(10) See Ver Steeg, Origins of a Southern Mosaic, p. 121; Jordan, Trails to Texas, pp 37, 39.

(11) The harsh demands of clearing densely vegetated lowland swamps for rice plantations demanded a continuous flow of slaves. In the early decades of the eighteenth century, south-eastern Indians formed an important component of the enslaved labour force in South Carolina — especially women and children, as male Indian slaves, like those in West Africa, were sent abroad in greater numbers than females. See Clowse, Economic Beginnings in Colonial South Carolina, pp. 108-9; J. Leitch Wright, Jr, The Only Land They Knew (New York, 1981), pp. 148-9, 159. One effect of the gender bias towards males in international slave-markets was to leave a disproportionate number of women, the principal agriculturalists and food-preparers, in their geographic areas of farming expertise. See also Claire C. Robertson and Martin A. Klein, “Women’s Importance in African Slave Systems”, in C. C. Robertson and M. A. Klein (eds.), Women and Slavery in Africa (Madison, 1983), pp. 3-28.

(12) Kovacik and Winberry, South Carolina, p. 77.

(13) In 1704 rice was placed on the list of British commodities on which duty had to be paid in England. The colony’s growing emphasis on rice as the export mainstay was evident in 1714, when the South Carolina Assembly began petitioning the British government to permit duty-payment in the colonies, which would enable the crop to be shipped directly to markets in mainland Europe. Permission was finally granted in 1730, and led to a considerable growth in the colonial rice economy. See Leila Sellers, Charleston Business on the Eve of the American Revolution (Chapel Hill, 1934), pp. 53-4; M. Eugene Sirmans, Colonial South Carolina: A Political History, 1663-1763 (Chapel Hill, 1966), p. 74; Dethloff, History of the American Rice Industry, pp. 14-15.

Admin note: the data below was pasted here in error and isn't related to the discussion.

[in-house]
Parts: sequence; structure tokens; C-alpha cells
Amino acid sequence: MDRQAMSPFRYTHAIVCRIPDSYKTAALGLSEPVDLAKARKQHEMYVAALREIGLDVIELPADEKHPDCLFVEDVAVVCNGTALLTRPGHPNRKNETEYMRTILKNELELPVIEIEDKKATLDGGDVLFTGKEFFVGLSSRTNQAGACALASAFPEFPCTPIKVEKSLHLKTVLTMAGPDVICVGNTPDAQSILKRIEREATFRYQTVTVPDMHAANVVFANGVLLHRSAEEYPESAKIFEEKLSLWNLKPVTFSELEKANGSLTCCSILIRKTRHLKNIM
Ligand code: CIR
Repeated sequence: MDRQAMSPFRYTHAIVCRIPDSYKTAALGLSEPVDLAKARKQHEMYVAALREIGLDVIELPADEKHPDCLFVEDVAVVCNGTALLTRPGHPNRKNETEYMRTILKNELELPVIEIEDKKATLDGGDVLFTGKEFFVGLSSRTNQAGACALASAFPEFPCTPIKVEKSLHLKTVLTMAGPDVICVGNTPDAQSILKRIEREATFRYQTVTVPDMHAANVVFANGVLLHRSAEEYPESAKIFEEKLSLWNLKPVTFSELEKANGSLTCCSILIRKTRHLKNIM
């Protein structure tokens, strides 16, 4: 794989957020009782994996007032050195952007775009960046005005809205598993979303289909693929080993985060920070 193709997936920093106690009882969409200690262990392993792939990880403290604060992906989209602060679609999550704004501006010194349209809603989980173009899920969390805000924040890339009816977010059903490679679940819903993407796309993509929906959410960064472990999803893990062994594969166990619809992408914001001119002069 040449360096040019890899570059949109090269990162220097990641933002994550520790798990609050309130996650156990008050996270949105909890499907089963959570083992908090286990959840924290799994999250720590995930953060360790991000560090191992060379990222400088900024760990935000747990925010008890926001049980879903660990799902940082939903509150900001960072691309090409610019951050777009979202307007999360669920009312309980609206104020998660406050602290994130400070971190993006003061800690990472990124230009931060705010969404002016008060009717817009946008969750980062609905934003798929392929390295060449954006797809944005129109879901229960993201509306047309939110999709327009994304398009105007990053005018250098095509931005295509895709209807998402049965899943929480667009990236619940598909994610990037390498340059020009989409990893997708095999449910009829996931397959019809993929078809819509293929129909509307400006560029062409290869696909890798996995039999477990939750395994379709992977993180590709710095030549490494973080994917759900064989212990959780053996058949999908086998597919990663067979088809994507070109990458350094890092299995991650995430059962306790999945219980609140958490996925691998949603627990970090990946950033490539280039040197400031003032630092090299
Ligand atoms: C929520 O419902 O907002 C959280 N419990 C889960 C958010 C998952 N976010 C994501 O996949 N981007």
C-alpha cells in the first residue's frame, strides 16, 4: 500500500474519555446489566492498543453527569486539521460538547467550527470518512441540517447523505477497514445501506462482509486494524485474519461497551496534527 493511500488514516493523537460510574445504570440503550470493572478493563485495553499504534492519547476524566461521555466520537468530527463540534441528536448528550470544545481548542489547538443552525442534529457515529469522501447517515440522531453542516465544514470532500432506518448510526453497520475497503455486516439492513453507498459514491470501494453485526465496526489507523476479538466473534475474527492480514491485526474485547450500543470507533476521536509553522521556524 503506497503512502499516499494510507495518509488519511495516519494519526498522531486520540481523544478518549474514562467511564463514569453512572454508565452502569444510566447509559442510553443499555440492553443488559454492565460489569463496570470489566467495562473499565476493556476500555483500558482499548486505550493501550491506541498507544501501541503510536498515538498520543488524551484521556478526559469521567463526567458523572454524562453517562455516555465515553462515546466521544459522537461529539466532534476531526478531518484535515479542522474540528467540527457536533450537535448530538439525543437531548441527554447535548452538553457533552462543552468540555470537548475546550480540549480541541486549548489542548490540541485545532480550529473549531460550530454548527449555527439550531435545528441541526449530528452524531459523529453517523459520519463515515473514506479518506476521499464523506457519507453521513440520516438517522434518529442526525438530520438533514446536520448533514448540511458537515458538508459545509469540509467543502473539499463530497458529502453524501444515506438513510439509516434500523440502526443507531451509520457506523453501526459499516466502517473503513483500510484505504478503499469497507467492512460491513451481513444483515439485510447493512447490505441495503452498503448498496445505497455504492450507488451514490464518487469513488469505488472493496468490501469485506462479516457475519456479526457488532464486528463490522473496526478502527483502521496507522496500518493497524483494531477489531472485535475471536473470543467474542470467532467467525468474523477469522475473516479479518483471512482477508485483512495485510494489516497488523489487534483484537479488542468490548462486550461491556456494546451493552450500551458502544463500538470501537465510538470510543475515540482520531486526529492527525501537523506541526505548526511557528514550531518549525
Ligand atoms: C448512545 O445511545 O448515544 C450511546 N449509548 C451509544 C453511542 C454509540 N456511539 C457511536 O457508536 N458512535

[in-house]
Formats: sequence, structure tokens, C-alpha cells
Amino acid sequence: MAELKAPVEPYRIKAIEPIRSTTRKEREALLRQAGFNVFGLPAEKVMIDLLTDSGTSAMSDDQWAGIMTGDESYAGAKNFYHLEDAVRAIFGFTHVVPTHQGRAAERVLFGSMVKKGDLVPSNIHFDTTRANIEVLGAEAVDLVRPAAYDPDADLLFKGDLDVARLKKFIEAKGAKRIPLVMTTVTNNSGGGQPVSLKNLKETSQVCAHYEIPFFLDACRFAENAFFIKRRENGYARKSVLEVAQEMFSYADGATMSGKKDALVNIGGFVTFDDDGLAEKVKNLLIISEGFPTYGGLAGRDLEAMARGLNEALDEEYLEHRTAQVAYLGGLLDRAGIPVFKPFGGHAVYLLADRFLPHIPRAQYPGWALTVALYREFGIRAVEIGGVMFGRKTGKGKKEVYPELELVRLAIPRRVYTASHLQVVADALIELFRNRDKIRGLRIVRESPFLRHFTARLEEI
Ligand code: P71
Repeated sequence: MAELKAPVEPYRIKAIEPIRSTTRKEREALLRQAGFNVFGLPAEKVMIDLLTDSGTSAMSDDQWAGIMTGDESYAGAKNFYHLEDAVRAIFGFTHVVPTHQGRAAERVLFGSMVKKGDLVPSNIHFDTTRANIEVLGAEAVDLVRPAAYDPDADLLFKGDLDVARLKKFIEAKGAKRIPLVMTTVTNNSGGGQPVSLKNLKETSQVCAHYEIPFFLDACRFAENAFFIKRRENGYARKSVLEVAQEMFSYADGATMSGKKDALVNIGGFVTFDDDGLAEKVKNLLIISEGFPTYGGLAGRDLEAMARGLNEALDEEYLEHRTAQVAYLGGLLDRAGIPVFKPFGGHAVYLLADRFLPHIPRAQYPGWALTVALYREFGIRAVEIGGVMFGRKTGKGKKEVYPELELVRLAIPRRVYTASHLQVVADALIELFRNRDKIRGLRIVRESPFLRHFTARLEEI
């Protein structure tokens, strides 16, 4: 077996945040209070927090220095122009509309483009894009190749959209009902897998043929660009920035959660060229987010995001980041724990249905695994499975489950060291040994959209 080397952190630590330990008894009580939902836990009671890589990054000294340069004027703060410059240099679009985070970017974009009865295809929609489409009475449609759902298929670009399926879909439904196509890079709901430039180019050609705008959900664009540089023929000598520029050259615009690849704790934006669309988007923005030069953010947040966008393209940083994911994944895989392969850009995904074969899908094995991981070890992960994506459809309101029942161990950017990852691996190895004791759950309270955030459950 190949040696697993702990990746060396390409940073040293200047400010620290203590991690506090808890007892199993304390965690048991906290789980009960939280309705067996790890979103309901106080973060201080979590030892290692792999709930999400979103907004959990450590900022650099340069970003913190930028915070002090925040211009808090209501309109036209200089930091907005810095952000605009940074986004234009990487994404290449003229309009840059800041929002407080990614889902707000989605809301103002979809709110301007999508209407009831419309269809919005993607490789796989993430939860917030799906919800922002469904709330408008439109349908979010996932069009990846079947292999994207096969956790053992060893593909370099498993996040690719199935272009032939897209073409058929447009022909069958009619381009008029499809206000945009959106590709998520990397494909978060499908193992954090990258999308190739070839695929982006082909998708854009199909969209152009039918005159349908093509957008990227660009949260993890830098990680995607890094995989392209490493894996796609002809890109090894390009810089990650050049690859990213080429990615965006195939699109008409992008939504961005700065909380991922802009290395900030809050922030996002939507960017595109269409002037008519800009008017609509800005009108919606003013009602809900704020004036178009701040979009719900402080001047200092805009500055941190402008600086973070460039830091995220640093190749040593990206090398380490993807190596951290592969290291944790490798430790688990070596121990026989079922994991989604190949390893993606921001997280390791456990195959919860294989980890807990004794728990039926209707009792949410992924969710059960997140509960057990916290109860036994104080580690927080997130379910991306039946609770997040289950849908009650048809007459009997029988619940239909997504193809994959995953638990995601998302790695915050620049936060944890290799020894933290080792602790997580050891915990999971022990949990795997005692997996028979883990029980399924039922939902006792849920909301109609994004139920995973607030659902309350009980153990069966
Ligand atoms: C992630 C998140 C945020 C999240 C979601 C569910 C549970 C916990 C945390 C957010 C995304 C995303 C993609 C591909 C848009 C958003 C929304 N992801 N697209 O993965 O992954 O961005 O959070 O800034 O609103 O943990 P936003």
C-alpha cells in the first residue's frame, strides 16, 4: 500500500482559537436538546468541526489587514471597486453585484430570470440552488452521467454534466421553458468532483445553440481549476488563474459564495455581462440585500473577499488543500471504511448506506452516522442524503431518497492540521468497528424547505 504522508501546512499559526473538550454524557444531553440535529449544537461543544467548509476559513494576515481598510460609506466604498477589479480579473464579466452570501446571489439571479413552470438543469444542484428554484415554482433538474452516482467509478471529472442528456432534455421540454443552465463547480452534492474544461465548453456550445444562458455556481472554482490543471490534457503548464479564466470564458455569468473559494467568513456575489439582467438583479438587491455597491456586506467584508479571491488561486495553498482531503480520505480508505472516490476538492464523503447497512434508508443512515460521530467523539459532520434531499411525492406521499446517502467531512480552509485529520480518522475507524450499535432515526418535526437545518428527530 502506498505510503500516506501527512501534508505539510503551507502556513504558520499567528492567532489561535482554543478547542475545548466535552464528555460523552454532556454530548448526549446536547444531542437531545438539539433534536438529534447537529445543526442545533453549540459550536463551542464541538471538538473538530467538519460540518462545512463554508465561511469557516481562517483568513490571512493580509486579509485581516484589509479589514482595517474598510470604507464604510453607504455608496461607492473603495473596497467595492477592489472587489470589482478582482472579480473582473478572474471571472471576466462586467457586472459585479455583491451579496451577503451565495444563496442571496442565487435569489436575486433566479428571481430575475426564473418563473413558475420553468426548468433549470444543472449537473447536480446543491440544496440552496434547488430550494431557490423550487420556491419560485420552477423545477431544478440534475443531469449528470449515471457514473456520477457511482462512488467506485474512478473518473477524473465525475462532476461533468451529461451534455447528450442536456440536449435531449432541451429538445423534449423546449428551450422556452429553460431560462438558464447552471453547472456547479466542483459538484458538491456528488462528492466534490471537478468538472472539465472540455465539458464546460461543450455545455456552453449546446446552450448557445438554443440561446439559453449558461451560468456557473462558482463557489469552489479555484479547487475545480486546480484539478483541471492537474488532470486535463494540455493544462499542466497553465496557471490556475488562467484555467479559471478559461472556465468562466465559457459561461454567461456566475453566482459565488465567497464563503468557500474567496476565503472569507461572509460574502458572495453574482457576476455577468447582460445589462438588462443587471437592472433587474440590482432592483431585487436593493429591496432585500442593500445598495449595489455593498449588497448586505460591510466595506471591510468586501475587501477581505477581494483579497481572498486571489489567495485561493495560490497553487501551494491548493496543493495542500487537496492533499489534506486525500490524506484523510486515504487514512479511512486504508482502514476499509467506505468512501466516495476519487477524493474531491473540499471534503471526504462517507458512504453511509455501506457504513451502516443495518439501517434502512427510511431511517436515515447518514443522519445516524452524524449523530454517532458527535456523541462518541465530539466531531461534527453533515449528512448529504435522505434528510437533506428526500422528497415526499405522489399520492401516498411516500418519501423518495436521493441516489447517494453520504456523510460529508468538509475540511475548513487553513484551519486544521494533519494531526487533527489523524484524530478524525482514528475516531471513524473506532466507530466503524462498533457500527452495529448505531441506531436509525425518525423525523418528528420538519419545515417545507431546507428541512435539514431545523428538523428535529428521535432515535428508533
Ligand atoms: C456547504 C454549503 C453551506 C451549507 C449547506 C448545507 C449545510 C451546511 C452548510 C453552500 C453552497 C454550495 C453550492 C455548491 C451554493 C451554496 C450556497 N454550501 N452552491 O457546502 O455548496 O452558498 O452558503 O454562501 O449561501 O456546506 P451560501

(14) For a more detailed examination of the shift in rice production environments in colonial South Carolina and its African basis see Judith Carney, “From Hands To Tutors: African Expertise in the South Carolina Rice Economy”, Agric. Hist., lxvii (1993), pp. 1-30.

(15) Peter A. Coclanis, “Bitter Harvest: The South Carolina Low Country in Historical Perspective”, Jl Econ. Hist., xlv (1985), pp. 251-9; Clifton, “Rice Industry in Colonial America”, pp. 279-80; Mart Stewart, “Rice, Water, and Power: Landscapes of Domination and Resistance in the Lowcountry, 1790-1880”, Environmental Hist, Rev., xv (1991), pp. 41-64.

(16) Rice cultivation in Piedmont predates the sixteenth century, and proved the main European competitor to Carolina production. On mechanical devices used in Italian rice milling contemporary with the colonial period in Carolina, see Giovanni Biroli, Del riso: trattato economico-rustico (Milan, 1807); Giambattista Spolverini, La coltivazione del riso (Milan, 1813); Oreste Bordiga and Leopoldo Silvestrini, Del riso e della sua coltivazione (Novara, 1880); Luigi Messedaglia, “Per la storia delle nostre piante alimentaria: il riso”, Rivista di scienze mediche e sociale, xx (1938), pp. 1-15; Michele Lecce, “Un’azienda risiera veronese nel XVII e XVIII secolo”, Economia e storia, i (1959), pp. 64-80; Pieraldo Bullio, “Problemi e geografia della risicoltura in Piemonte nei secoli xvii e xviii”, Annali delli Fondazione Luigi Einaudi, iii (1969), pp. 37-112.

(17) Dethloff, History of the American Rice Industry, p. 35.